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My psychiatrist provided therapeutic support that complemented therapy. I mention this so that you know it was a therapeutic relationship as well as a doctor-patient relationship. My therapist then unexpectedly moved away . I have seen her replacement since then.In October 2011, 6 months after my therapist left, my psychiatrist told me he was also leaving.He left in February 2012. It has been 8 1/2 months since he first told me about his departure, and I am still so broken up about this. I had seen this psychiatrist for ten years; the therapist leaving also had a tremendous impact on me. Is this in the bounds of normal? What can I do to heal faster? The psychiatrist did give me his current telephone number, but I do not want to bother him.
Hello! Please remember that my response is for information only, we are not establishing a therapeutic relationship.
I am glad that you have had a lot of good support, but it does sound like both the Psychiatrist and Therapist leaving were significant losses for you. 10 years is a long time. As a culture, we tend to rush people through the grieving process. Also, some people don't appreciate that losing therapists to a move/job change is a big loss that takes time to grieve.
So while grieving is normal and there's no "right" way or length of time, there does come a point when grieving becomes "complicated" --meaning that it's no longer "normal," but a problem. Complicated grieving is akin to being in "heightened," and "prolonged" state of grieving. I'm going to give you the signs of complicated grieving, and you can tell me if they any of them fit you or do not fit you and to what extent:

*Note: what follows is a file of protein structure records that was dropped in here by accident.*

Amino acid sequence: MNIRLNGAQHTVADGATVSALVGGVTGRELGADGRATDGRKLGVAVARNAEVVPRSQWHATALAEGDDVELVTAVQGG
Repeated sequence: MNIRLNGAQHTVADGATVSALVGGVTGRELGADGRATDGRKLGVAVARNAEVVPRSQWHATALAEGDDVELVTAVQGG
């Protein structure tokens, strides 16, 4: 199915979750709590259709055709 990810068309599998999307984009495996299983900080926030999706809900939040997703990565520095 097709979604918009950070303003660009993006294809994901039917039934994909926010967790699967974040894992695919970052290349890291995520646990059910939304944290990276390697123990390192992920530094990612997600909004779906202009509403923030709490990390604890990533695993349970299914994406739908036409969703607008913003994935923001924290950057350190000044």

Since you are already have replacements for your Psychiatrist and therapist, if you think your grieving has become complicated, it would be a good idea to discuss this with them --treatment for complicated grief generally includes therapy (similar to treating PTSD) and possibly antidepressants.
As far as the Psychiatrist giving you his number, I am wondering if he gave you any parameters/guidelines about when/under what circumstances it is OK to call, etc. If you are not clear, maybe you can ask him what he expects from you (is he saying it's OK to call if you have a major life event you want to share for example or was it to help transition from him to the new Psychiatrist?) If you are not clear what the boundaries are, I can see where it might not feel right to call him.
Please feel free to follow up with a response to this answer.
I would be happy to respond to you further at no additional charge if you want (please post your specific follow up question) 0r --if you prefer, I will opt out and I am sure another Expert would be more than happy to give you another opinion.
Let me know. Thank you for your Accept and for your positive feedback.
Regards, Dr. Fee
Ok, you too and take good care.